Faced with a high number of arrivals the government of the Republic of Cyprus blames Turkey for “instrumentalising migration” and calls for sea patrols by the European Border and Coast Guard Agency, Frontex. During his visit to the island, Frontex head Fabrice Leggeri promised “extraordinary support”, including on facilitating the return of rejected asylum seekers.

Cyprus, a country with a population of 850,000 people, received 13,000 asylum applications in 2021. 4.6 per cent of the population are asylum seekers or beneficiaries of protection, the highest number per capita in the EU. Interior minister Nicos Nouris stated in a recent interview: “For us, this is a state of emergency”, adding: “The migration issue in Cyprus is a huge problem because it’s been instrumentalised by Turkey”. The interior minister further stated that he would like Frontex to patrol waters south of Turkey, “from where every night, especially during summertime, we had illegal departures of migrants” but acknowledged that this would require Turkish approval. 80 per cent of irregular migrants to Cyprus arrive through the buffer zone from Turkish held northern Cyprus. UN Secretary General António Guterres recently linked this proportion to pushbacks conducted “at sea and at official crossing points by the Republic of Cyprus”.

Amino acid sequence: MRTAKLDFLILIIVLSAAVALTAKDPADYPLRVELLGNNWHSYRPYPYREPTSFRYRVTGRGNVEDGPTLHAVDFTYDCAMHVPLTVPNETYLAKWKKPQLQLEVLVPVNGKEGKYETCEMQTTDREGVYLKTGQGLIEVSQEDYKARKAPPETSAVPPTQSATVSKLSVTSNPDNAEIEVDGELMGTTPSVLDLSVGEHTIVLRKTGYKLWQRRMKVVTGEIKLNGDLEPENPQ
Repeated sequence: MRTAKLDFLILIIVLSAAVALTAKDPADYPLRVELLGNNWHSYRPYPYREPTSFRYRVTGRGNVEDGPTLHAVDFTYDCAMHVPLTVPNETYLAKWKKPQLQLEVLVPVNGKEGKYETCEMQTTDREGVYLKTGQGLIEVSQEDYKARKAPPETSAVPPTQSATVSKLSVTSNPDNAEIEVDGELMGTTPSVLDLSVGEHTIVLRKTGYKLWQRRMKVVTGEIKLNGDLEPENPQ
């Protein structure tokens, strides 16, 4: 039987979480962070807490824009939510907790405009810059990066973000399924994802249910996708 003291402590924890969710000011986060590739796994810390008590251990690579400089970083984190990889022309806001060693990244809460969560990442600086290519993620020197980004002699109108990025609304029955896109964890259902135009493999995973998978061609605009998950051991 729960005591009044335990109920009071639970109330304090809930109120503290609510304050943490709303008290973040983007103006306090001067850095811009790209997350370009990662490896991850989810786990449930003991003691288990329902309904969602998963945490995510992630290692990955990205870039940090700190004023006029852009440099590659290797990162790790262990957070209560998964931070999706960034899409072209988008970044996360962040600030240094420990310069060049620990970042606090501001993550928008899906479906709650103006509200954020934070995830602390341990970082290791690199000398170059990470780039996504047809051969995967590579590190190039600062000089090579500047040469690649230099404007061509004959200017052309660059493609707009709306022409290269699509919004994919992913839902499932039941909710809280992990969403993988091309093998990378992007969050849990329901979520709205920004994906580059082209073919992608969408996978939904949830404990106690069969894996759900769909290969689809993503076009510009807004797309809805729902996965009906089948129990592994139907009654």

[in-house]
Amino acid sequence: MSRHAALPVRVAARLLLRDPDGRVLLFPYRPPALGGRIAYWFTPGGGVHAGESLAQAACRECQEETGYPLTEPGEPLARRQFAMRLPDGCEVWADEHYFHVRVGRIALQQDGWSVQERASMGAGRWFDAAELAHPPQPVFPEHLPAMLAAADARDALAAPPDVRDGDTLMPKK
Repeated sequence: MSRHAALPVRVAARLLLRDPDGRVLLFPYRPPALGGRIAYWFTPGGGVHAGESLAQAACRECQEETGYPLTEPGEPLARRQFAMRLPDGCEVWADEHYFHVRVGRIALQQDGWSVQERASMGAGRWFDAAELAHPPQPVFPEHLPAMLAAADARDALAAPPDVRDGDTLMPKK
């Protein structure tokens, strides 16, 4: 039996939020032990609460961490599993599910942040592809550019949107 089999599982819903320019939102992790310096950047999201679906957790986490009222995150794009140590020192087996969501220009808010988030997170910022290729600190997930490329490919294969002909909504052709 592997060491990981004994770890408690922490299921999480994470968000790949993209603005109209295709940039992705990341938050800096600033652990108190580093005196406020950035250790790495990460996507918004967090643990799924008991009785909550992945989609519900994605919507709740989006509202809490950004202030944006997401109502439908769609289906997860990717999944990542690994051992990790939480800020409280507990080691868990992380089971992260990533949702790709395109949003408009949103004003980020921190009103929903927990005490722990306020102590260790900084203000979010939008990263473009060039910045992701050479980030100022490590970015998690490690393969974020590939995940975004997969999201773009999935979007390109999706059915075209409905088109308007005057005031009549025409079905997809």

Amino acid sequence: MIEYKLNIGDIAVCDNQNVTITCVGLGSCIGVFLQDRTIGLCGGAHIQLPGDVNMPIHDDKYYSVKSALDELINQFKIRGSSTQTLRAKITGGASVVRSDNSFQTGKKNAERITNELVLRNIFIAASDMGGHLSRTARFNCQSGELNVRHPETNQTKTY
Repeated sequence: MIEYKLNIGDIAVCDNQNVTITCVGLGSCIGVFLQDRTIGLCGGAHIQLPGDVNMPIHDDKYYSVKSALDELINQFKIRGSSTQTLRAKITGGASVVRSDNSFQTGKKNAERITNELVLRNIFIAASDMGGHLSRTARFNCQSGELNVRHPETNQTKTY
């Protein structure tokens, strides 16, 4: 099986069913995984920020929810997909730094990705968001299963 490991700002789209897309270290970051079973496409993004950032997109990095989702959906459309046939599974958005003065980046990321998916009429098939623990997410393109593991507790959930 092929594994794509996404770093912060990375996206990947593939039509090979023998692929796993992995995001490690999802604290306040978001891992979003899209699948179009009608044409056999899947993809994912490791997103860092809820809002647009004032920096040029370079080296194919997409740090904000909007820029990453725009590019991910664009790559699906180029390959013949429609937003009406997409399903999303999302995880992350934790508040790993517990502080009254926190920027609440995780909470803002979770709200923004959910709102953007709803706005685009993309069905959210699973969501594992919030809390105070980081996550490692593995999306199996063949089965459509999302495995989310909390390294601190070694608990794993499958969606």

Following a visit by Frontex executive director Fabrice Leggeri in Nicosia on 16 January, it was announced that an action plan for immigration, focused on returns, is set to be signed between Cyprus and the EU agency. Leggeri stated the plan: “will be the roadmap for our teams to work together” and promised “extraordinary support” from his agency. Now, the agency plans to increase its presence to support the return and repatriation of irregular migrants to their home countries including through the facilitation of flights, and to assist in the surveillance of the EU’s external borders. “It is a huge challenge that requires enormous support from Frontex,” Leggeri said. According to the Cyprus Ministry of Justice, the “fruitful exchange reaffirmed a common approach in terms of bolstering the protection of Cyprus’ outside borders, which are effectively EU borders, with Frontex support”.

Tensions have been brewing between locals and asylum seekers in Cyprus. In January police fired warning shots to disperse a group of residents from the Chloraka district. The mayor of Chloraka has repeatedly denounced the presence of a large Syrian population in his town, calling it a ghetto and saying the refugee population must be dispersed across the island. The town, located in Western Cyprus, has 7,000 inhabitants: the number of refugees – the majority of Syrian origin -has risen from 800 to 1,700 in three years to represent around a quarter of the population. Police have detained residents of foreign descent and cut off the water supply. The Ministry of the Interior issued a decree in December 2020 prohibiting any new refugees from settling in Chloraka.

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This article appeared in the ECRE Weekly Bulletin. You can subscribe to the Weekly Bulletin